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Discover the link between dinosaurs and birds at the history museum's new exhibit.


Note the startling likeness to modern-day canaries.
  • Note the startling likeness to modern-day canaries.
On an archaeological dig in Tunisia three years ago, Michael Ryan stared in shock at the skeleton in the sand. The veteran paleontologist had unearthed dinosaur remains before in the rugged terrain of Montana; he was even part of a team that dug up the corpse of a new species of horned dinosaur in Alberta. But this time, Ryan thought he had stumbled upon the bones of a full-length, long-necked dino.

"I said, 'My God! This is fantastic!' Then I kicked it and realized it was fiberglass," sighs Ryan, curator of vertebrate paleontology at the Cleveland Museum of Natural History. "It was a prop left behind from the very first Star Wars movie."

Ryan still laughs when he tells the story. Like any veteran "dinosaur guy," he needs a chuckle every now and then as he studies bone chips and skull fragments from 65 million years ago. But it's no joke when he reveals the discovery that's had scientists buzzing for the past 20 years: Birds are actually dinosaurs.

The revelation comes to animated life in Feathered Dinosaurs: The Bird/Dinosaur Connection, a 12-piece traveling exhibit from California that opens this week. It explains the common denominator between extinct prehistoric creatures and their winged counterparts. "The question is 'What don't they have in common?'" says Ryan. "We have dinosaurs with feathers, birds with teeth, and everything else that links the two together."

There's a 40-foot animatronic tyrannosaurus rex that growls and swings her head and tail as she feeds a duck-billed edmontosaurus to her two feathered offspring. A pair of velociraptors caw like crows to show their pleasure in devouring the carcass of a protoceratops. And a raptor-like maiasaura shows why she's called the "good mother lizard" by tending to her eggs. "The way their nests were constructed, it appears the animals came back year after year after year to the same spot and rebuilt it," says Ryan. "Beautiful stuff."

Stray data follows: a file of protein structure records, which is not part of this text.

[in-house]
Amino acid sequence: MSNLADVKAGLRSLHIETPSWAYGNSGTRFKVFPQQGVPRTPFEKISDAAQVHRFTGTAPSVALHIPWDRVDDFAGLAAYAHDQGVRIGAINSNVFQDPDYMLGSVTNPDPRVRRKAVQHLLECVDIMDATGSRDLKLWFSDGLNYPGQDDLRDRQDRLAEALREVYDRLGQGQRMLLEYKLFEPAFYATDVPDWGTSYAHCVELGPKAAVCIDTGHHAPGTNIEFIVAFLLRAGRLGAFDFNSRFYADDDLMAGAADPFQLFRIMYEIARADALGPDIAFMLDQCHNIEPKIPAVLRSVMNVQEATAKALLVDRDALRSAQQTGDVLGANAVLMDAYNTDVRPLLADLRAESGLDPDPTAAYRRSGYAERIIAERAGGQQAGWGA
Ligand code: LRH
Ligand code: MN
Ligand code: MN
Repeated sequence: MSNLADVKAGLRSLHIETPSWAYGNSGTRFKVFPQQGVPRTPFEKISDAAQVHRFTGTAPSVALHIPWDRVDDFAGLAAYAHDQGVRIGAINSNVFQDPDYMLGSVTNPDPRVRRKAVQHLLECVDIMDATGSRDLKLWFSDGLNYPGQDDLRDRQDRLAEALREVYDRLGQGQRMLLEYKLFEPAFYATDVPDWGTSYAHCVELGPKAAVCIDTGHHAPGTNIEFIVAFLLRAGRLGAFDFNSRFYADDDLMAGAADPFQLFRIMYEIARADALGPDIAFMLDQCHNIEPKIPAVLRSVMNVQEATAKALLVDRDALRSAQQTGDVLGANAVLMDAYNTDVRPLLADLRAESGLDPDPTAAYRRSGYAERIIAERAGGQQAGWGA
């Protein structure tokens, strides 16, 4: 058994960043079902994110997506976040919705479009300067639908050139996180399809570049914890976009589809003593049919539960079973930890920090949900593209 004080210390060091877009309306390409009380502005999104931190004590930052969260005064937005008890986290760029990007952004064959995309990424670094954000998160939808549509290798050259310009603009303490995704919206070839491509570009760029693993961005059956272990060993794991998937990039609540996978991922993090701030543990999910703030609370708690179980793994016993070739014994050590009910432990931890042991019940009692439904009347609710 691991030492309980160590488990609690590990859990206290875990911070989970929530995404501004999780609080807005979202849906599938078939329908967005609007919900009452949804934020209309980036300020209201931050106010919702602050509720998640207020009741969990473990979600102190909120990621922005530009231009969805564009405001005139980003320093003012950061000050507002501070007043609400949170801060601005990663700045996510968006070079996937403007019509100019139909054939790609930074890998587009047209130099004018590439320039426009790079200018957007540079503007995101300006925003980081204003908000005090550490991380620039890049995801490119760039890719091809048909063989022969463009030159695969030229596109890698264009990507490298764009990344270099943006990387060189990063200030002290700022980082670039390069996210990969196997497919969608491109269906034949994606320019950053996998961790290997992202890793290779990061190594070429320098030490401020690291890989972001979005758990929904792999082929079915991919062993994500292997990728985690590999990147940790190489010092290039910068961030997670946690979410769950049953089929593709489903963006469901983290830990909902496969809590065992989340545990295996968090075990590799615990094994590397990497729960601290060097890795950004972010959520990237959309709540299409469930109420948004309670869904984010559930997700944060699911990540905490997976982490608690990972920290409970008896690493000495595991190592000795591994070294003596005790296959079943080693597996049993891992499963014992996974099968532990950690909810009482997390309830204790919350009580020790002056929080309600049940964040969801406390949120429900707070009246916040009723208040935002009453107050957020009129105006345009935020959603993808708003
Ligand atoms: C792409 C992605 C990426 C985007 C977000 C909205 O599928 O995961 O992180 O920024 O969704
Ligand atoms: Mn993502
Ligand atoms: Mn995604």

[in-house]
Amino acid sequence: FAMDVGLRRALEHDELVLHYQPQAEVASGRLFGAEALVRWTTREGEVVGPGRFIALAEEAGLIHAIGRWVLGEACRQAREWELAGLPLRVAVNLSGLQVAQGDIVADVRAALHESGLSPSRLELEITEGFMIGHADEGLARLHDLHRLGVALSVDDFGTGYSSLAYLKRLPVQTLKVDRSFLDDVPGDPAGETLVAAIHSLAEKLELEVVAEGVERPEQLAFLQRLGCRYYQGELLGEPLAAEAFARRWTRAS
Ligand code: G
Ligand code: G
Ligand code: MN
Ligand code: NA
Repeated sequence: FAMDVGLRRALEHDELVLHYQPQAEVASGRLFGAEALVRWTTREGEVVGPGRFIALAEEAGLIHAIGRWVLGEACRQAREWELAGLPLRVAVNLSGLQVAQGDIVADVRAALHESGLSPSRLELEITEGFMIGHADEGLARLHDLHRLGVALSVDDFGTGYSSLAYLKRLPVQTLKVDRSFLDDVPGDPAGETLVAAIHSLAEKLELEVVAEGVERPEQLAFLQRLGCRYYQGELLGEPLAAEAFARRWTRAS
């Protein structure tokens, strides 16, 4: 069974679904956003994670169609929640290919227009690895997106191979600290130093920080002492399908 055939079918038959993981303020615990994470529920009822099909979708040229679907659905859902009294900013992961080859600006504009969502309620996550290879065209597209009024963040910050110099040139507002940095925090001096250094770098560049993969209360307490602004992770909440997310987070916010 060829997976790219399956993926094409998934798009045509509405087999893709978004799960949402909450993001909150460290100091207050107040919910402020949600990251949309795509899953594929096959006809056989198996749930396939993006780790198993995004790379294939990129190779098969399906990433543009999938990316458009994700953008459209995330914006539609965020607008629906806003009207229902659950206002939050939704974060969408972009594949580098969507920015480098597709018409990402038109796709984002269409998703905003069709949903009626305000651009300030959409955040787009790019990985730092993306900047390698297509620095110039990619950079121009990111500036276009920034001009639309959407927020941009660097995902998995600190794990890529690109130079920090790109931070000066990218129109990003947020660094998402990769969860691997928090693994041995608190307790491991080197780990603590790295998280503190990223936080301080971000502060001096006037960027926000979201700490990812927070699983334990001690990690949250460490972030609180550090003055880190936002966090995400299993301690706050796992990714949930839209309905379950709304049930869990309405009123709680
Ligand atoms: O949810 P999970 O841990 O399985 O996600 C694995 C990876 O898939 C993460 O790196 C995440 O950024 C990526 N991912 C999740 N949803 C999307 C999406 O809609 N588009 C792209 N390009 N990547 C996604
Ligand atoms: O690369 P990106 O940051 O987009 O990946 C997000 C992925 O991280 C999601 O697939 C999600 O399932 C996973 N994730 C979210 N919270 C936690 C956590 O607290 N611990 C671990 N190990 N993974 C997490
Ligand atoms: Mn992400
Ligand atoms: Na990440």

To give the exhibit an authentic look, likenesses of primitive flora have been planted among the robotic creatures. "Kids love dinosaurs," notes Jennifer Souers, the museum's director of exhibits. "Adults love dinosaurs. And when you darken the room, paint the rooms bright tropical colors, and use dramatic lighting and some cool sounds, there's something exciting about it. Your average six-year-old is going to say, 'Cool!'"

Ryan can relate. When he was a preschooler, he marveled at the dinosaurs he saw in King Kong. By the time he was in college, he would sketch and photograph dinosaur exhibits at the Canadian Museum of Nature in his native Ontario. More than 15 years later, Ryan's mission is to convince museum patrons that dinosaur descendants still fly overhead. "After they see the exhibit, I'd like a nice blue jay or cardinal to sweep down as they open their car doors," says Ryan. "They'll say, 'Oh, yes. I now know that dinosaurs are still alive today.'"

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